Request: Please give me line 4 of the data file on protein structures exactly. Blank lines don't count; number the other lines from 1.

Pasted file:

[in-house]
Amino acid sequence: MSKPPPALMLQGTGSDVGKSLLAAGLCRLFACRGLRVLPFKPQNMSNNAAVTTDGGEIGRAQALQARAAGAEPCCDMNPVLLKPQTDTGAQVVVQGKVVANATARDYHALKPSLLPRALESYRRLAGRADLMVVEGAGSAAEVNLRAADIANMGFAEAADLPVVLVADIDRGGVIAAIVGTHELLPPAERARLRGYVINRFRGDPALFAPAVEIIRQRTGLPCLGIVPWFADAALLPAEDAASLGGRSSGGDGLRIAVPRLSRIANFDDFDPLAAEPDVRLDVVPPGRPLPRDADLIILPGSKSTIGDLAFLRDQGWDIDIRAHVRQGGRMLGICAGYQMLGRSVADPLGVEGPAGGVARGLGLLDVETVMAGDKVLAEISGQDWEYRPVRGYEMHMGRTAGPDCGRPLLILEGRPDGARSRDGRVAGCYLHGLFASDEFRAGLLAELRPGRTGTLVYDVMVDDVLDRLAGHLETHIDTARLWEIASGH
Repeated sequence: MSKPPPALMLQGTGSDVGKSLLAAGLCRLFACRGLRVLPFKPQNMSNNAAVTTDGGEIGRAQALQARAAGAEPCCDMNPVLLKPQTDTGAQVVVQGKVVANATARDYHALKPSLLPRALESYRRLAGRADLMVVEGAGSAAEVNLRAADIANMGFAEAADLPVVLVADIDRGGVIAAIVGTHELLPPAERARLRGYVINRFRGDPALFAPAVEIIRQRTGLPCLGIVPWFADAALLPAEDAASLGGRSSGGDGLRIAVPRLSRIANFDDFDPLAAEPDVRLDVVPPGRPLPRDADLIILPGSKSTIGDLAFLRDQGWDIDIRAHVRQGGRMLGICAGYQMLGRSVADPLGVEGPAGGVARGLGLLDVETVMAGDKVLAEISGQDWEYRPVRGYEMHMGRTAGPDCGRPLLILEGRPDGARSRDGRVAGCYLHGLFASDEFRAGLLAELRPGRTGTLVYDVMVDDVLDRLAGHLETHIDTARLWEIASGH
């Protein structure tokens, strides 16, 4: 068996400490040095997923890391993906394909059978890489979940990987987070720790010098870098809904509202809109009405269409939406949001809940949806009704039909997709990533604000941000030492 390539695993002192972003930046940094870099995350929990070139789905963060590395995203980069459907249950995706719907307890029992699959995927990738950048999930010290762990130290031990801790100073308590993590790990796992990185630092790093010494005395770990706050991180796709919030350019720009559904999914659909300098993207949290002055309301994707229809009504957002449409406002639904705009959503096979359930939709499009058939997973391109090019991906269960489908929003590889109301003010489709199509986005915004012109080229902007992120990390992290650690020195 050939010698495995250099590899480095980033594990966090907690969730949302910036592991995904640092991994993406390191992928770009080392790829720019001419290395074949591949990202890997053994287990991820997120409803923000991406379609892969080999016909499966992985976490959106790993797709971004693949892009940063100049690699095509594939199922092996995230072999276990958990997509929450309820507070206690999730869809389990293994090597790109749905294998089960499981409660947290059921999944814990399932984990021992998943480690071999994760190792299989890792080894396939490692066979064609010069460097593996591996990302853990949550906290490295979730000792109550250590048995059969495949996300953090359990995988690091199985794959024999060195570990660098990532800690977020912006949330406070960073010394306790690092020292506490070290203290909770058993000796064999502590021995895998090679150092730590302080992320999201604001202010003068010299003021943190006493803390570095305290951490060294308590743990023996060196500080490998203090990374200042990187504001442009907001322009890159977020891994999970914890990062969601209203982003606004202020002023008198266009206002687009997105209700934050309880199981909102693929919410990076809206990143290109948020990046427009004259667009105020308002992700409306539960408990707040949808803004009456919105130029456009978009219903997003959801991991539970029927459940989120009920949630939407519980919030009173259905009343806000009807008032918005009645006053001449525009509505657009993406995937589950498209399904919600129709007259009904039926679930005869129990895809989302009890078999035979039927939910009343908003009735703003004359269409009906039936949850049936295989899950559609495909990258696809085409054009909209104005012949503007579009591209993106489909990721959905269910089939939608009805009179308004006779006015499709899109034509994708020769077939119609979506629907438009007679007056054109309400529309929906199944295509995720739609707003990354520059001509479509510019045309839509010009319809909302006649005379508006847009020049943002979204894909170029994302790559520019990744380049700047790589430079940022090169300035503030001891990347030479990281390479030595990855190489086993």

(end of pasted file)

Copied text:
């Protein structure tokens, strides 16, 4: 068996400490040095997923890391993906394909059978890489979940990987987070720790010098870098809904509202809109009405269409939406949001809940949806009704039909997709990533604000941000030492 390539695993002192972003930046940094870099995350929990070139789905963060590395995203980069459907249950995706719907307890029992699959995927990738950048999930010290762990130290031990801790100073308590993590790990796992990185630092790093010494005395770990706050991180796709919030350019720009559904999914659909300098993207949290002055309301994707229809009504957002449409406002639904705009959503096979359930939709499009058939997973391109090019991906269960489908929003590889109301003010489709199509986005915004012109080229902007992120990390992290650690020195 050939010698495995250099590899480095980033594990966090907690969730949302910036592991995904640092991994993406390191992928770009080392790829720019001419290395074949591949990202890997053994287990991820997120409803923000991406379609892969080999016909499966992985976490959106790993797709971004693949892009940063100049690699095509594939199922092996995230072999276990958990997509929450309820507070206690999730869809389990293994090597790109749905294998089960499981409660947290059921999944814990399932984990021992998943480690071999994760190792299989890792080894396939490692066979064609010069460097593996591996990302853990949550906290490295979730000792109550250590048995059969495949996300953090359990995988690091199985794959024999060195570990660098990532800690977020912006949330406070960073010394306790690092020292506490070290203290909770058993000796064999502590021995895998090679150092730590302080992320999201604001202010003068010299003021943190006493803390570095305290951490060294308590743990023996060196500080490998203090990374200042990187504001442009907001322009890159977020891994999970914890990062969601209203982003606004202020002023008198266009206002687009997105209700934050309880199981909102693929919410990076809206990143290109948020990046427009004259667009105020308002992700409306539960408990707040949808803004009456919105130029456009978009219903997003959801991991539970029927459940989120009920949630939407519980919030009173259905009343806000009807008032918005009645006053001449525009509505657009993406995937589950498209399904919600129709007259009904039926679930005869129990895809989302009890078999035979039927939910009343908003009735703003004359269409009906039936949850049936295989899950559609495909990258696809085409054009909209104005012949503007579009591209993106489909990721959905269910089939939608009805009179308004006779006015499709899109034509994708020769077939119609979506629907438009007679007056054109309400529309929906199944295509995720739609707003990354520059001509479509510019045309839509010009319809909302006649005379508006847009020049943002979204894909170029994302790559520019990744380049700047790589430079940022090169300035503030001891990347030479990281390479030595990855190489086993």